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Air potato bulbils can be brown with rough, spotted, warty skin or smooth with a tan to light grey skin. They are irregularly shaped, oblong, and can grow up to 15 centimeters in size. Air potatoes have a starchy, slimy, beige orange flesh and it has a mild, sometimes bitter flavor. Air potatoes are an herbaceous twinning vine, meaning it uses other vegetation to cling to and support its weight. Twinning in a counterclockwise direction, these vines have heart shaped, emerald green leaves that appear in an alternating pattern on the stems. The bulbils can grow and hang down from the vine in the air and can also be found growing underground in the dirt.
Air potatoes are available in the late fall and early winter months.
The Air potato, botanically classified at Dioscorea bulbifera, is actually not a potato at all and is a member of the Dioscoreaceae, or Yam family. It is also known as an Aerial yam, Potato yam, Bitter yam, Uchu Imo, Dukkar Kand, Karaino, Varahi Kand, Kaachil, and l’hoffe. A unique feature of the Air potato is its ability to spread quickly over natural vegetation and grow over 20 centimeters per day. Due to this ability, the Air potato is considered an aggressive invasive species and is being controlled in many states such as Florida because of its destructive nature.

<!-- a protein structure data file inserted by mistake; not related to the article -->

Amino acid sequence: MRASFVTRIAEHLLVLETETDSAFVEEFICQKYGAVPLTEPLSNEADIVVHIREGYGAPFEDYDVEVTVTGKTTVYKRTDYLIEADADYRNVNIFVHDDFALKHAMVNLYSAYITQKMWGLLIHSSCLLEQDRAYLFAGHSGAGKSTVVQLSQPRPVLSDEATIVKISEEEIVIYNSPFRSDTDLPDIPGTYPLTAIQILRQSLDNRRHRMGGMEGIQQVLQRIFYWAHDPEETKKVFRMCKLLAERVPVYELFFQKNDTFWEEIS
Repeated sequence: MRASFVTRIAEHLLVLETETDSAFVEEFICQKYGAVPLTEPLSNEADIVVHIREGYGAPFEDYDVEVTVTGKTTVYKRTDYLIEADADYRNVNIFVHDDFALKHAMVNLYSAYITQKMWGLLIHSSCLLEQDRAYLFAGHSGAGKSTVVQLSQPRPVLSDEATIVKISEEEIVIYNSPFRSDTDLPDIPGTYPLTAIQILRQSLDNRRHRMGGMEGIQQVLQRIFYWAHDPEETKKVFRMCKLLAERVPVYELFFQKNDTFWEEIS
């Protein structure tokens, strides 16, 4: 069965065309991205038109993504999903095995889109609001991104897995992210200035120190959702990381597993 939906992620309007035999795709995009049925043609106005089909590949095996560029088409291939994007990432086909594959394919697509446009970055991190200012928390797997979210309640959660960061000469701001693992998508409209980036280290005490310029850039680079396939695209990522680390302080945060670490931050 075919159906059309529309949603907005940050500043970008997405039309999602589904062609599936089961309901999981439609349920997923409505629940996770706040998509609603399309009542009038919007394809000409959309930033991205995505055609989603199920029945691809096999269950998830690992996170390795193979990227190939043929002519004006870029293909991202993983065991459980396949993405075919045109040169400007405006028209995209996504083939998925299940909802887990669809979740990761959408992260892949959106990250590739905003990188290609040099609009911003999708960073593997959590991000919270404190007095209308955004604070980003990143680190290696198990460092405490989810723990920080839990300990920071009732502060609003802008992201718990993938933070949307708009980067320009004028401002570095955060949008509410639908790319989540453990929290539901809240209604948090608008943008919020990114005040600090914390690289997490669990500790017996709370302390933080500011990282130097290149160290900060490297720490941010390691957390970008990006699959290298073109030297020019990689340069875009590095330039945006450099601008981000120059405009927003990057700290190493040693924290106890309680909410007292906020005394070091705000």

Air potatoes are a good source of flavonoids, which are powerful antioxidants with anti-inflammatory benefits.
Air potatoes are best in cooked applications and should be treated and prepared like a yam. They carry an extremely bitter flavor so they must be boiled to reduce the bitterness. Some wild, uncultivated varieties of the Air potato, like the ones found in Florida, cannot be eaten due to their toxic nature. Cultivated Air potatoes from Asia are popular for making Okonomiyaki, a Japanese style pancake that uses a variety of ingredients. Additionally, they can be added to miso soups, curry, tempura and Nimono (Japanese style simmered dishes). Air potatoes will keep well when loosely wrapped and stored in a cool, dry place.
Air potatoes are used in many cultures for medicinal purposes. In the west, Air potatoes are used because they contain diosgenin, a steroid that helps create commercial steroidal hormones. In the east, they are used in traditional Ayurvedic medicine to help aid against diarrhea, sore throats and jaundice.
Air potatoes originated in Asia and were then introduced to Africa, the Pacific Islands, and northern Australia. Today they can still be found in the aforementioned places, but Air potatoes can also be found in the warmer climate regions of the United States such as Hawaii, Texas, Georgia, Florida, Mississippi, and Louisiana and even in the West Indies.
Recipes that include Air Potatoes. One is easiest, three is harder.
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